Definitions for babbitt metal
This page provides all possible meanings and translations of the word babbitt metal
Random House Webster's College Dictionary
any of various alloys of tin with smaller amounts of antimony and copper, used as an antifriction lining for bearings.
Origin of Babbitt metal:
1870–75; after Isaac Babbitt (1799–1862), U.S. inventor
Babbitt metal, babbitt(noun)
an alloy of tin with some copper and antimony; a lining for bearings that reduces friction
A soft white alloy of variable composition (as a nine parts of tin to one of copper, or of fifty parts of tin to five of antimony and one of copper) used in bearings to diminish friction.
Origin: Named after inventor Isaac Babbitt.
a soft white alloy of variable composition (as a nine parts of tin to one of copper, or of fifty parts of tin to five of antimony and one of copper) used in bearings to diminish friction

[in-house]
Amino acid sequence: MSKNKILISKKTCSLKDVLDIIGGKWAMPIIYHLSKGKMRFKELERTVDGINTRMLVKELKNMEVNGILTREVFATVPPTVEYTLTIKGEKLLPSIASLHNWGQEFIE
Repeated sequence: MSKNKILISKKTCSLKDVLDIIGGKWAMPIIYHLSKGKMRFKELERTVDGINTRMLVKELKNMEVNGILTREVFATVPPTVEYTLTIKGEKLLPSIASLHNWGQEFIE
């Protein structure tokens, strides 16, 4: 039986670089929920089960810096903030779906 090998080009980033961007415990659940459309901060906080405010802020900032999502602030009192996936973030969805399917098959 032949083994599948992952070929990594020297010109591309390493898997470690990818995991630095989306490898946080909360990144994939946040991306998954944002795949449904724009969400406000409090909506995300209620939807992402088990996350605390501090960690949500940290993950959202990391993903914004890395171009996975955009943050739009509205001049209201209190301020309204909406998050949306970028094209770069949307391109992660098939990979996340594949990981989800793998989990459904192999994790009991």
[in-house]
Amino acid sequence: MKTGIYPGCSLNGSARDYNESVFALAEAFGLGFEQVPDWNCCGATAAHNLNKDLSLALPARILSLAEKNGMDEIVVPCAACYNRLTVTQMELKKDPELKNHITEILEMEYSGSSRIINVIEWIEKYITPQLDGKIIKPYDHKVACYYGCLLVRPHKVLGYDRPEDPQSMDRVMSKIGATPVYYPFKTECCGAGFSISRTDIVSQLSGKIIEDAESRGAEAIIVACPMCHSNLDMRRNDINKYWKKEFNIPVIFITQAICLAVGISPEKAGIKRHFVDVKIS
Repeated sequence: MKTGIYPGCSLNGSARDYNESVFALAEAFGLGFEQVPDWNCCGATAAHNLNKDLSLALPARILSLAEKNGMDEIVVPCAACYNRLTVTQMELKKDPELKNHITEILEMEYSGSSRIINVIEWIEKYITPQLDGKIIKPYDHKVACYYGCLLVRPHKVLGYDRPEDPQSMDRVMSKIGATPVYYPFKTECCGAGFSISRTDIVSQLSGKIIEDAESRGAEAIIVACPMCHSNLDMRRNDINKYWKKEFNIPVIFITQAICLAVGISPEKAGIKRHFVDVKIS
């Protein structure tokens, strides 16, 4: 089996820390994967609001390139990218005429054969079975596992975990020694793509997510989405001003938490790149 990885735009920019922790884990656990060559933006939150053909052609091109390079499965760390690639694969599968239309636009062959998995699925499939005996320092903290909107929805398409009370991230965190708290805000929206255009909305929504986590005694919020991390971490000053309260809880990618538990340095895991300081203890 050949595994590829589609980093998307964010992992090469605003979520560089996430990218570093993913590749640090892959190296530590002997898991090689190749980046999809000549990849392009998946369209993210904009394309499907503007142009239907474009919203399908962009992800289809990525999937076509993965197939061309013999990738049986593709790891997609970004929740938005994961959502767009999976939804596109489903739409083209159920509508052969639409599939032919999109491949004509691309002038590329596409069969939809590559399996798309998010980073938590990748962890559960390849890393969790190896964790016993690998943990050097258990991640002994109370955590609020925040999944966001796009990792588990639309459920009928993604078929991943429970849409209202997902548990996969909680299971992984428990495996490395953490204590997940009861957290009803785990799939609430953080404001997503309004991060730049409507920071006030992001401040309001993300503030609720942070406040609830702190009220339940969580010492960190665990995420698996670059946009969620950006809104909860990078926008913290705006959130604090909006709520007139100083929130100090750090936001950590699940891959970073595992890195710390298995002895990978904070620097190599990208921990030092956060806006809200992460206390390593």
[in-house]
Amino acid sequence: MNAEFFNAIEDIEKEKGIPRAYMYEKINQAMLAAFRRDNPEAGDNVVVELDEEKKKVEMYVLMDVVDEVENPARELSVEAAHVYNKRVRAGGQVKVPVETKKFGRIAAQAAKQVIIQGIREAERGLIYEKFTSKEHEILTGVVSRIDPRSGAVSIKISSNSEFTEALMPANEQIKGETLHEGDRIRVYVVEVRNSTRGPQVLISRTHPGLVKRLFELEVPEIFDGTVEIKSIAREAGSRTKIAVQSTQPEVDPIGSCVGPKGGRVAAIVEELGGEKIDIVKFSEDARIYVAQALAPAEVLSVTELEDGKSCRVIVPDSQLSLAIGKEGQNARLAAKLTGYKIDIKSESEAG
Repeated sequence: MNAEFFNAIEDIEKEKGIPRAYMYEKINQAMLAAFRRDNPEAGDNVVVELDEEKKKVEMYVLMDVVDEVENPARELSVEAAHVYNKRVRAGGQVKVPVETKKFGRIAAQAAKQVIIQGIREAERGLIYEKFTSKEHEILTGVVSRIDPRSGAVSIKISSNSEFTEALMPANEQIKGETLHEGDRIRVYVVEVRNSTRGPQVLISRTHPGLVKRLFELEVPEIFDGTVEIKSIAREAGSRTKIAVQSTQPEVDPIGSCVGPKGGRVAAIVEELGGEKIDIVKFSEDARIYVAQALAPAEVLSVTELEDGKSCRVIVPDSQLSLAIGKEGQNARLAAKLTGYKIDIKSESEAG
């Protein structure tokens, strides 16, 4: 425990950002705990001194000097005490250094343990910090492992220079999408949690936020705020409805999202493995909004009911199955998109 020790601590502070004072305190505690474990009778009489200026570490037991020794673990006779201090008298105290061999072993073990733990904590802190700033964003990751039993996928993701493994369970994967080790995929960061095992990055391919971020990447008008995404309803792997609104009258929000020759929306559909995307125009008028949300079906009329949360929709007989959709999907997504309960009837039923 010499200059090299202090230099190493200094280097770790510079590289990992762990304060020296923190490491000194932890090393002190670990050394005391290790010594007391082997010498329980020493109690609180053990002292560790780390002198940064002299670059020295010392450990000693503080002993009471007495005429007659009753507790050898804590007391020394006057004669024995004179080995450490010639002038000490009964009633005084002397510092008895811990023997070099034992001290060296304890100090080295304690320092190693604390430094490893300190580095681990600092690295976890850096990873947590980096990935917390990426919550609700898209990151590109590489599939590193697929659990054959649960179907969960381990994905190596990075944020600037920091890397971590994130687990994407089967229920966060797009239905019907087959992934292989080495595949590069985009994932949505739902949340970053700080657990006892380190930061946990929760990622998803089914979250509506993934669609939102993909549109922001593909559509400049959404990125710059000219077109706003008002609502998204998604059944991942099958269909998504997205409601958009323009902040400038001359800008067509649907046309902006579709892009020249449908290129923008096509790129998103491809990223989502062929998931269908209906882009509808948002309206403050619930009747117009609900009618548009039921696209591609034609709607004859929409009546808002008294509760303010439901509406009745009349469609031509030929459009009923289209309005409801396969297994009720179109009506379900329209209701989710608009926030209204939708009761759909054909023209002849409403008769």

Babbitt, also called Babbitt metal or bearing metal, is any of several alloys used for the bearing surface in a plain bearing. The original Babbitt metal was invented in 1839 by Isaac Babbitt in Taunton, Massachusetts, USA. Other formulations were later developed. To deemphasize the term's eponymous character, modern writers often lowercase it. It is preferred over the term "white metal", because the latter term may refer to various bearing alloys, lead- or tin-based alloys, or zinc die-casting metal. Babbitt metal is most commonly used as a thin surface layer in a complex, multi-metal structure, but its original use was as a cast-in-place bulk bearing material. Babbitt metal is characterized by its resistance to galling. Babbitt metal is soft and easily damaged, which suggests that it might be unsuitable for a bearing surface. However, its structure is made up of small hard crystals dispersed in a softer metal, which makes it a metal matrix composite. As the bearing wears, the softer metal erodes somewhat, which creates paths for lubricant between the hard high spots that provide the actual bearing surface. When tin is used as the softer metal, friction causes the tin to melt and function as a lubricant, which protects the bearing from wear when other lubricants are absent.
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